Black eyes stare wide behind ebony lashes, gawking at the fairer-skinned, blue and green and brown-eyed children walking with me. (And don’t we find the unknown, un-possessed, un-assumed beauty entrancing? How often we look so far out of our league to compare, that we miss the humbling, ordinary beauty of grace, the whisper of mercy, spoken over us every moment? And don’t we cheapen our potential for happiness by always looking at someone else, instead of looking into the eyes of the SOMEONE Who made us, and freely offers us life in His hands? And what grief we inflict when we refuse His gifts, His outstretched hand, because His hands were torn with nails and scratched deep with thorns, and to receive from Him means receiving pain AND joy as gifts. Receiving means to Trust Him more than trust the gift. And we’d rather not take the risk). 

The street bustle: not because people move fast, but because people walk everywhere. My casual gait propels me faster than the local pace . . . and I wonder if these people have purpose outside of their daily tasks and errands. And two sides of the revolving coin show themselves: how often do I spin my tires in an effort to look productive and feel like I’m going somewhere meaningful? And, how often do I sink into a routine’s confinement, letting a circumstance, instead of the Reality of a loving God, define my life?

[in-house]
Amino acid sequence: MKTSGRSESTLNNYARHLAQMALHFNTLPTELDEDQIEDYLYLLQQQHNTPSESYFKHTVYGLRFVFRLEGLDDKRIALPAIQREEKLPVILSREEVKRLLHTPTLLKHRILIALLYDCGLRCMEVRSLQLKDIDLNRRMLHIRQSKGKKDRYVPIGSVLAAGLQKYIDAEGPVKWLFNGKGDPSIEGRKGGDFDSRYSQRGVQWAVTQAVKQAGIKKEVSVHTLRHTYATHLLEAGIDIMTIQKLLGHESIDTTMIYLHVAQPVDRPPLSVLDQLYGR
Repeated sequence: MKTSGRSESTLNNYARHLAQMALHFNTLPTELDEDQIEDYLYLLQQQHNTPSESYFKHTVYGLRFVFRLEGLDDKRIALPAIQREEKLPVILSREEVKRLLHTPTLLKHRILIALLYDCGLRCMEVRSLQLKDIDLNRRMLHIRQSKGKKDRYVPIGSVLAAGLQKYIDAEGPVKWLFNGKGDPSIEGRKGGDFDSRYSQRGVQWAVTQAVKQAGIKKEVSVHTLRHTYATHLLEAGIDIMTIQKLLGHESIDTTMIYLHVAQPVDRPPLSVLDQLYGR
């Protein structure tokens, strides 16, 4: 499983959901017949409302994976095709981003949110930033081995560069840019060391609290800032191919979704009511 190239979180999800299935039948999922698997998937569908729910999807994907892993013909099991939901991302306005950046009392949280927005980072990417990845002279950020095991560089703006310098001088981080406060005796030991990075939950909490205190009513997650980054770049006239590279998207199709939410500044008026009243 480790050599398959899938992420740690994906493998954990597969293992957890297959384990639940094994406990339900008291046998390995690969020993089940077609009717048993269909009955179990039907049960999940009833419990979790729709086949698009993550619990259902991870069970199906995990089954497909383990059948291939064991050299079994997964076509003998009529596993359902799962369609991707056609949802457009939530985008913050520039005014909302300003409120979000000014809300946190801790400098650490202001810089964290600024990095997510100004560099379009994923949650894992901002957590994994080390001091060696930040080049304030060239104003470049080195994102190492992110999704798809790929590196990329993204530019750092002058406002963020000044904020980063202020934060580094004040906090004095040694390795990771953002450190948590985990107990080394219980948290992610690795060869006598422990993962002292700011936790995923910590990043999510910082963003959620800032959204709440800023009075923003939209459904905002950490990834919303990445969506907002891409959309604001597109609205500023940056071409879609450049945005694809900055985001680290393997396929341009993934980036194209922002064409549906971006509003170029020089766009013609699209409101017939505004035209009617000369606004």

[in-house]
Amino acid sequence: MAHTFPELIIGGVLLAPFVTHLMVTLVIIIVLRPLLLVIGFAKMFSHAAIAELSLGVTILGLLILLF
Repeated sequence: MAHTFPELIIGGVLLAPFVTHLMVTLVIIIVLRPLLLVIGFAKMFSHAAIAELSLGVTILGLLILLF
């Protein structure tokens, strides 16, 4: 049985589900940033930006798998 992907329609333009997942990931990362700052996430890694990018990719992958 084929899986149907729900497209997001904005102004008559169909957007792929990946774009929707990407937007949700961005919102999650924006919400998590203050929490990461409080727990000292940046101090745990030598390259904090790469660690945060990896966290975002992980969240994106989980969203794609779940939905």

And these pictures, cured and understood over time, continue teaching and speaking, and saying clearer that soul-film is thin, and life crust is fragile, and under each blinking eye waits a heart in pain, longing to be found, to be heard; a heart waiting to wake to beauty and joy.

And in the ordinary, the hum-drum, this is where Grace beats her rhythm . . . for the song of glory.

Thursday, January 10, 2013

Inverted Glory

This gift of time, it opens the door for me to walk through. So I step outside, down the snow-crusted street, drifts and ice and shovelled remnants telling the tale of a persistent winter. 

This gift of breeze, it tickles my senses and awakens me to beauty unseen, only tasted in the soul. And why should we be given such a palette of scents? We wouldn’t be the wiser if everything smelled like vanilla, or vinegar, or rotten vegetables.